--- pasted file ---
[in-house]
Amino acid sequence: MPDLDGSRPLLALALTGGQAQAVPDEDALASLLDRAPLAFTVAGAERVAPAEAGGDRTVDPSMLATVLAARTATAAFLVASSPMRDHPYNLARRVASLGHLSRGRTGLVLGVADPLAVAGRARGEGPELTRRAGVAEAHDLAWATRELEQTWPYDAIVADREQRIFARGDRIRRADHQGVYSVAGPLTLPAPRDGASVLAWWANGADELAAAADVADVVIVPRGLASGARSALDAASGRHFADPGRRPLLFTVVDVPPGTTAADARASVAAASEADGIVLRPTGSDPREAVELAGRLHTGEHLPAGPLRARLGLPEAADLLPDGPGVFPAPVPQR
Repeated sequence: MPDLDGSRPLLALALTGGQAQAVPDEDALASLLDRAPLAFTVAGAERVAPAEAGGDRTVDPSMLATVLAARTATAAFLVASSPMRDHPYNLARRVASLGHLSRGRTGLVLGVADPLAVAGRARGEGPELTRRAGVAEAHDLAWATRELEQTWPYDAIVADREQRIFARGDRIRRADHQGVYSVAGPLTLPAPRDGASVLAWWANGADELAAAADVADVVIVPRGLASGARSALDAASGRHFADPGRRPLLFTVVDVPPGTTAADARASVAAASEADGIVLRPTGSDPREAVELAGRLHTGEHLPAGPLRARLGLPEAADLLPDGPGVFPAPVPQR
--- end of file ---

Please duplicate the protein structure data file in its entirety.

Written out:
[in-house]
Amino acid sequence: MPDLDGSRPLLALALTGGQAQAVPDEDALASLLDRAPLAFTVAGAERVAPAEAGGDRTVDPSMLATVLAARTATAAFLVASSPMRDHPYNLARRVASLGHLSRGRTGLVLGVADPLAVAGRARGEGPELTRRAGVAEAHDLAWATRELEQTWPYDAIVADREQRIFARGDRIRRADHQGVYSVAGPLTLPAPRDGASVLAWWANGADELAAAADVADVVIVPRGLASGARSALDAASGRHFADPGRRPLLFTVVDVPPGTTAADARASVAAASEADGIVLRPTGSDPREAVELAGRLHTGEHLPAGPLRARLGLPEAADLLPDGPGVFPAPVPQR
Repeated sequence: MPDLDGSRPLLALALTGGQAQAVPDEDALASLLDRAPLAFTVAGAERVAPAEAGGDRTVDPSMLATVLAARTATAAFLVASSPMRDHPYNLARRVASLGHLSRGRTGLVLGVADPLAVAGRARGEGPELTRRAGVAEAHDLAWATRELEQTWPYDAIVADREQRIFARGDRIRRADHQGVYSVAGPLTLPAPRDGASVLAWWANGADELAAAADVADVVIVPRGLASGARSALDAASGRHFADPGRRPLLFTVVDVPPGTTAADARASVAAASEADGIVLRPTGSDPREAVELAGRLHTGEHLPAGPLRARLGLPEAADLLPDGPGVFPAPVPQR